Fred Wilson (financier)

Fred Wilson (born August 20, 1961) is an American businessman, venture capitalist and blogger. Wilson is the co-founder of Union Square Ventures, a New York City-based venture capital firm with investments in Web 2.0 companies such as Twitter, Tumblr, Foursquare, Zynga, Kickstarter, Etsy and MongoDB.[1]

Fred Wilson
Fred Wilson 2009
Born (1961-08-20) August 20, 1961 (age 62)
Alma materMassachusetts Institute of Technology, University of Pennsylvania
Known forBlogging, venture capital

Career edit

Fred Wilson began his career as an associate and then became a General Partner at Euclid Partners. He worked at Euclid Partners from 1987 to 1996.[citation needed]

In 1996 Wilson and Jerry Colonna began Flatiron Partners, which was named after the Flatiron District.[citation needed] Based in New York City, it grew into an investment fund that focused primarily on follow-on investing, with investments in notable dot-com bubble successes and failures, including Alacra, comScore Networks, Yoyodyne, Geocities,, The New York Times Digital, PlanetOut, Return Path, Scout electromedia, Standard Media International, Starmedia, Favemail, and[2] The firm's 1996 fund capitalized at $150 million with two investors: SOFTBANK Technology Ventures and Chase Capital Partners, the private-equity arm of Chase Manhattan Corp. The firm later raised another fund capitalized at $500 million with Chase Capital Partners as the sole active LP.[3] In 2001 Wilson and Colonna shut down Flatiron.[4]

In 2004 Wilson and Brad Burnham founded Union Square Ventures., a social networking site for technology entrepreneurs, rated him their favorite venture capitalist in 2007.[5]

Wilson was a judge for Mayor Michael Bloomberg's NYC BigApps competition in NYC.[6]

Blogging edit

Wilson publishes a blog called AVC: musings of a VC in NYC.[7] Wilson publishes one post per day, usually on a topic related to venture capital entrepreneurship or the Internet.[8]

Personal life edit

Wilson attended high school at James I. O'Neill High School. Wilson is married to Joanne Wilson, a prominent angel investor and author of the Gotham Gal blog.[9] They have three children and live in New York City and Venice Beach. All of his children attended Wesleyan University.

Wilson has a bachelor's degree in Mechanical Engineering from MIT and an MBA from the Wharton School of the University of Pennsylvania.[10]

He is an active philanthropist and community advocate having worked on initiatives including the redevelopment of Union Square and Madison Square in New York City.[citation needed] He is also a board member of, an online charity that connects individuals to classrooms in need. Currently, Wilson is involved in the Pier 40 Partnership.[11]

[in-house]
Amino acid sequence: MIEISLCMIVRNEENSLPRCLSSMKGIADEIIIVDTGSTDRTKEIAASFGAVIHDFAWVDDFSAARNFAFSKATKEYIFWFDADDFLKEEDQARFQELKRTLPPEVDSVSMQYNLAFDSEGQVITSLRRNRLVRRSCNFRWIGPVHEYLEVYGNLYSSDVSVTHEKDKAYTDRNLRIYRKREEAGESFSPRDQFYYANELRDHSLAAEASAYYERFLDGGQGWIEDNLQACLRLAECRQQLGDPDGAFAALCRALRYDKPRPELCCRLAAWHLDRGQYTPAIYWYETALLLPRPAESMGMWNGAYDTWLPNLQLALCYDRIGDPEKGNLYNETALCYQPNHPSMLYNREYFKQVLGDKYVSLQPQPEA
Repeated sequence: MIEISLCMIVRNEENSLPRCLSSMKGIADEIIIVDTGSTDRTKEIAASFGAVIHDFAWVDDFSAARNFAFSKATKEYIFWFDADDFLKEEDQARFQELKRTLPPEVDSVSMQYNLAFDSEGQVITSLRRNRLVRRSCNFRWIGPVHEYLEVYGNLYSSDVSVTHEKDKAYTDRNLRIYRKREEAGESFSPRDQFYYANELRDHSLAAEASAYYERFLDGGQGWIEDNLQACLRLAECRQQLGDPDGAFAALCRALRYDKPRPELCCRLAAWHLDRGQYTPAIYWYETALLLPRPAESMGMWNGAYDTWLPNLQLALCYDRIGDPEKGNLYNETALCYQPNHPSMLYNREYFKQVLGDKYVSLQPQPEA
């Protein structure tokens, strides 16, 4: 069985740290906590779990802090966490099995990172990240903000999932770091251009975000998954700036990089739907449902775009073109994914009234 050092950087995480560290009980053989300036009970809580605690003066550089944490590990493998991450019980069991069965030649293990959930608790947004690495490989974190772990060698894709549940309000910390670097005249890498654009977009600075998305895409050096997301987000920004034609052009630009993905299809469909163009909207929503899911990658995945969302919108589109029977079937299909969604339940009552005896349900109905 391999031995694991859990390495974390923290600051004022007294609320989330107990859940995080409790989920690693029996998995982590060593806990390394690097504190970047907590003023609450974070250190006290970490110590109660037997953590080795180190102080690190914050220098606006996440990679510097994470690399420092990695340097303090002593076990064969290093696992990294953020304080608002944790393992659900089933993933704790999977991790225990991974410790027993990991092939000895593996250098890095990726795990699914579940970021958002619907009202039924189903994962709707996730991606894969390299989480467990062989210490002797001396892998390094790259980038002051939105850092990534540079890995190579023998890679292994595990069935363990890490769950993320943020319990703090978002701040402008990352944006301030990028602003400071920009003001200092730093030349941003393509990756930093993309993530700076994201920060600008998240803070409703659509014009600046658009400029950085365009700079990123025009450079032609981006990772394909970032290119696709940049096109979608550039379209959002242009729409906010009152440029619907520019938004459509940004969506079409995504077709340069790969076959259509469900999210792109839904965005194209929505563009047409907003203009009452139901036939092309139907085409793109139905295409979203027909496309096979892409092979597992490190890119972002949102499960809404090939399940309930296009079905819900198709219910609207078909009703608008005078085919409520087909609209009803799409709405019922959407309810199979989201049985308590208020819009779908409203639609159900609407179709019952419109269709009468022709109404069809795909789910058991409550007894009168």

References edit

  1. ^ "Top venture capitalist Fred Wilson reveals why he's investing in media while others are fleeing: 'I like to zig when other people zag'". Business Insider. Retrieved March 30, 2020.
  2. ^ Lau, Debra (May 17, 2001). "Flatiron Partners Called Back Home". Forbes. Retrieved March 4, 2008.
  3. ^ Greene, Bob (Spring 2001). "Flatiron Partners: Presentation to MIT" (PPT). Retrieved March 4, 2008.
  4. ^ Heilemann, John (July 1, 2005). "Start Spreading the News". Business 2.0. CNN Money. Retrieved March 4, 2008.
  5. ^ "A New Kind of Venture Capitalist Makes Small Bets on Young Firms", The New York Times September 21, 2008, a short profile of Union Square Ventures and Fred Wilson
  6. ^ "MAYOR BLOOMBERG ANNOUNCES WINNERS OF NYC BIGAPPS 2.0 COMPETITION". 31 March 2011. Retrieved June 5, 2013.
  7. ^ "The Top 20 VC Power Bloggers of 2010", TechCrunch January 19, 2011,
  8. ^ "VC Blogs You Should Follow (And Why): Fred Wilson", Forbes December 18, 2012
  9. ^ [dead link]Wilson: The Gotham Gal who invests in women Entrepreneurship "[permanent dead link], PandoDaily April 16, 2013,
  10. ^ "About / Fred Wilson". USV Fred Wilson bio page. Retrieved November 20, 2017.
  11. ^ Anderson, Lincoln (October 3, 2007). "Parents group means business on Pier 40's future". The Villager. Archived from the original on July 17, 2011. Retrieved April 13, 2012.

External links edit